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New hearing aids improve or even restore hearing

Not being able to hear loved ones speak, the telephone ring, or any of the sounds that make up everyday life, can be frightening. Loss of hearing not only impacts communication, but quality of life, and can lead to feelings of isolation and depression.

Hearing loss can occur at any age and range from moderate to total deafness. But, thanks to recent advancements in technology, new hearing devices can drastically improve, or in some cases, restore your ability to  hear.

From enhanced sound quality and reduction in background noise to greater comfort and less visibility, wearing and using a hearing device is easier than ever.

Dr. Rajool Dave, Au.D., FAAA, an audiologist at Princeton Otolaryngology Associates, said it is important to make sure patients have a good understanding of their audiological evaluation results and their prognosis before moving ahead on a treatment plan.

“Realistic expectations should definitely be discussed because the last thing you want is for patients to view hearing devices as a ‘miracle cure,’ ” she said. “There are many factors that go into how much improvement in hearing a patient can expect. Factors include age the patient started to utilize hearing devices, type of hearing loss, severity of hearing loss, and then the aid that has been fitted itself can determine a patient’s success.”

Dr. Dave said that the primary complaint that people with hearing loss have is usually “trouble hearing in background noise.” With that in mind, most of the advancements in hearing aid technology are related to this issue.

“Hearing devices use automatic directional microphones to help people hear better during group conversations or while at restaurants,” Dr. Dave said. “Feedback management is another feature that is always being improved. With this, the ‘whistling’ sound that was so common years ago is virtually non-existent now for most hearing aid users.”

Another recent advancement that patients appreciate is the fact that hearing devices are now iPhone and Android compatible.

“This allows for patients to have binaural phone streaming, which means that they can hear phone conversations in both their ears, through their hearing devices,” Dr. Dave said. “Patients can also use their smart phone as a remote control that can change volume or programs within the hearing device.”

Although battery life has not changed significantly over the years, one major breakthrough has been the successful use of re-chargeable batteries.

“These batteries are typically encased in the hearing device and have to be charged on a daily basis,” Dr. Dave said. “You can usually get a full charge within three hours. The main advantage is that patients do not have to replace batteries on a weekly basis or open up battery doors at night time. Re-chargeable batteries also take away the guess work of when the batteries will die and need to be replaced. Most re-chargeable batteries are made to last approximately two to three years.”

As technology has advanced, design has improved accordingly.

“With technology improvements in how custom devices are built at the laboratories, they can make them smaller than ever before without compromising on fit or comfort,” Dr. Dave said. “Hearing devices have come a long way since the time of body-worn hearing aids. The receiver in the ear style is sleeker than ever and the custom devices are smaller and fit deep into the canal.”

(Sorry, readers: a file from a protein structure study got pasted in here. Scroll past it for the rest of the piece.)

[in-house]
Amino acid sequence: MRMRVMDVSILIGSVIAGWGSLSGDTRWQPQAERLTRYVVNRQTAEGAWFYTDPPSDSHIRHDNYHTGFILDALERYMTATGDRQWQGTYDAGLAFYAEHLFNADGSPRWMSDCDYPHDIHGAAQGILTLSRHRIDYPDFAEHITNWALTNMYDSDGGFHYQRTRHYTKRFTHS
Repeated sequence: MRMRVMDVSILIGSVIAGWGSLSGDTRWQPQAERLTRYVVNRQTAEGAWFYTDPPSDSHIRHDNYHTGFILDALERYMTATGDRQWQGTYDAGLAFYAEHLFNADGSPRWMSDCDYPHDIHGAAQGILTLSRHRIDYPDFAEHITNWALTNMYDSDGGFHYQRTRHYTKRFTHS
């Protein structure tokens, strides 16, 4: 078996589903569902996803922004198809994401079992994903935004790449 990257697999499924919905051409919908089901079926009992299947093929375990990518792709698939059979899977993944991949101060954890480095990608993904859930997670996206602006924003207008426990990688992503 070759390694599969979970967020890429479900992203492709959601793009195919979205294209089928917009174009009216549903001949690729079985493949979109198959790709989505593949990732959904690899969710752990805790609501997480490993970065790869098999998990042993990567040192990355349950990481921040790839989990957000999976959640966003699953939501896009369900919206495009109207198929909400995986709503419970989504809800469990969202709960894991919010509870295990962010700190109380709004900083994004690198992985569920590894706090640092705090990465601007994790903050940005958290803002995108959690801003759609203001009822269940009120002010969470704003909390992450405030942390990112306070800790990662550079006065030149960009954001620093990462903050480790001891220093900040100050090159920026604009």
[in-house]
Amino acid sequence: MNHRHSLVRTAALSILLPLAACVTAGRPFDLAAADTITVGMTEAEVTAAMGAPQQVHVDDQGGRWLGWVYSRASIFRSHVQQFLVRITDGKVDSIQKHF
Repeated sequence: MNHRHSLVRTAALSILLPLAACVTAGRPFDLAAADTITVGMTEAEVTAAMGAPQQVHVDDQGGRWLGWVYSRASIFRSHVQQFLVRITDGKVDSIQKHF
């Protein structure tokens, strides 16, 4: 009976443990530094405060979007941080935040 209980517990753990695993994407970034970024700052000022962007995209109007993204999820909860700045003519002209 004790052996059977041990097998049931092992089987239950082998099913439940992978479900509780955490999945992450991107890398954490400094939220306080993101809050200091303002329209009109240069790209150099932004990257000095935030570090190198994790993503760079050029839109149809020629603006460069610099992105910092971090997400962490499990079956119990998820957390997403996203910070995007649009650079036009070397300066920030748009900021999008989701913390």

Choosing the Right Hearing Aid

When it comes to selecting the right hearing aid, a patient’s age and dexterity level can help to determine the style that is chosen. The type of hearing loss and severity level can narrow down different models and styles of devices as well, Dr. Dave said.

“For example, patients with a conductive hearing loss may benefit with an implantable device, someone with sensorineural can benefit with a traditional hearing aid, or even a cochlear implant,” she said. “A patient’s lifestyle can help to determine which technology level is appropriate for that particular patient. The main goal is to find out what is most important to the patient and then our recommendations can be personalized to meet their specific needs.”

Ensuring Patient Comfort and Hearing Improvement

Once a patient is evaluated and has selected a style of hearing, they’re given a two to four week trial to test the device.

“We have the patient return to us on a weekly basis so we can evaluate their progress,” Dr. Dave said. “We pride ourselves on the fact that we spend time with patients and listen to their feedback. A good majority of our job as an audiologist is listening to patients and how their hearing loss is impacting them.”

Thereafter, patients return every six months to see their audiologist and ensure the aids are functioning properly.

Despite all the breakthroughs and advancements in hearing devices, some patients are still reluctant to consider hearing aids, Dr. Dave said.

“Patients at the age of 90 still don’t want to feel old and want the smallest device possible,” she said. “Patients tend to ask if their hearing will get worse. There is no black and white answer to that question as we are not able to predict how a person’s hearing will be year after year. All we can recommend is using hearing protection while in presence of high intensity noise exposure. We recommend all patients should have their hearing checked annually. If a patient’s hearing loss changes, it does not mean they need new hearing devices. The devices can be re-programmed for any change in hearing, which usually patients are not aware of.”

For more information, visit Princeton Otolaryngology Associates’ website at www.drscottkay.com or call (609) 445-4445.

Liz Alterman

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